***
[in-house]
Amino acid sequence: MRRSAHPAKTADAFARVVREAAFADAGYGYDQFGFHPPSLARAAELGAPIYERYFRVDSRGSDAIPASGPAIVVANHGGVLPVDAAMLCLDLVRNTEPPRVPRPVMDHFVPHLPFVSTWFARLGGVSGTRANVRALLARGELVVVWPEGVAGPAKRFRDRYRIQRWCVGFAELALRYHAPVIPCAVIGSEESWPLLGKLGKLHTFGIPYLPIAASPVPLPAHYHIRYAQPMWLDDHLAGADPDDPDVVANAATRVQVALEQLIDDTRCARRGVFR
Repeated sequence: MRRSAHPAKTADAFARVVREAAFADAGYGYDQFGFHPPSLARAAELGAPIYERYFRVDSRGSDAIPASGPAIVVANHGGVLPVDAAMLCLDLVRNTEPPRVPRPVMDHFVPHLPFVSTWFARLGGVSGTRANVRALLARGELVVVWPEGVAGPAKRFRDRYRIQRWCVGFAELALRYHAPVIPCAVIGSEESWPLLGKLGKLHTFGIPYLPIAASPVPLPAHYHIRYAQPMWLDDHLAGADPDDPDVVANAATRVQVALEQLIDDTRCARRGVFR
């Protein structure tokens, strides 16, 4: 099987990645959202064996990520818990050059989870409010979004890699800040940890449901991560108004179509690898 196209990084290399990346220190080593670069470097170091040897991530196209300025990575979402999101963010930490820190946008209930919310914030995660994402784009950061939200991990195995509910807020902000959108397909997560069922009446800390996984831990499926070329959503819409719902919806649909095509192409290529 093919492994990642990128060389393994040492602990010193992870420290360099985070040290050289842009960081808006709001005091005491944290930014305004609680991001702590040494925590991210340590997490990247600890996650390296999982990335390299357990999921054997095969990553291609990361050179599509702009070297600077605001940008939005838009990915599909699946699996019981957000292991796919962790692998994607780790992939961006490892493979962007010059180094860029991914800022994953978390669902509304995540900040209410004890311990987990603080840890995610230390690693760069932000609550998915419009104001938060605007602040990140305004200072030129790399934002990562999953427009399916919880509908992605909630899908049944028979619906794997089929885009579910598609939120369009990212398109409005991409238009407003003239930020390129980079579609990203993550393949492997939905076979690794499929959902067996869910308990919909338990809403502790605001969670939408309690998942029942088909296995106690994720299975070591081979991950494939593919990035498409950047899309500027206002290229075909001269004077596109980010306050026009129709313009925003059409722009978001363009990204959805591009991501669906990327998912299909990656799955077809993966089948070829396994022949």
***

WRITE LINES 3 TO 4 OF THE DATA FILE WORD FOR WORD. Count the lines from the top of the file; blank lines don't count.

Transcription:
Repeated sequence: MRRSAHPAKTADAFARVVREAAFADAGYGYDQFGFHPPSLARAAELGAPIYERYFRVDSRGSDAIPASGPAIVVANHGGVLPVDAAMLCLDLVRNTEPPRVPRPVMDHFVPHLPFVSTWFARLGGVSGTRANVRALLARGELVVVWPEGVAGPAKRFRDRYRIQRWCVGFAELALRYHAPVIPCAVIGSEESWPLLGKLGKLHTFGIPYLPIAASPVPLPAHYHIRYAQPMWLDDHLAGADPDDPDVVANAATRVQVALEQLIDDTRCARRGVFR
């Protein structure tokens, strides 16, 4: 099987990645959202064996990520818990050059989870409010979004890699800040940890449901991560108004179509690898 196209990084290399990346220190080593670069470097170091040897991530196209300025990575979402999101963010930490820190946008209930919310914030995660994402784009950061939200991990195995509910807020902000959108397909997560069922009446800390996984831990499926070329959503819409719902919806649909095509192409290529 093919492994990642990128060389393994040492602990010193992870420290360099985070040290050289842009960081808006709001005091005491944290930014305004609680991001702590040494925590991210340590997490990247600890996650390296999982990335390299357990999921054997095969990553291609990361050179599509702009070297600077605001940008939005838009990915599909699946699996019981957000292991796919962790692998994607780790992939961006490892493979962007010059180094860029991914800022994953978390669902509304995540900040209410004890311990987990603080840890995610230390690693760069932000609550998915419009104001938060605007602040990140305004200072030129790399934002990562999953427009399916919880509908992605909630899908049944028979619906794997089929885009579910598609939120369009990212398109409005991409238009407003003239930020390129980079579609990203993550393949492997939905076979690794499929959902067996869910308990919909338990809403502790605001969670939408309690998942029942088909296995106690994720299975070591081979991950494939593919990035498409950047899309500027206002290229075909001269004077596109980010306050026009129709313009925003059409722009978001363009990204959805591009991501669906990327998912299909990656799955077809993966089948070829396994022949």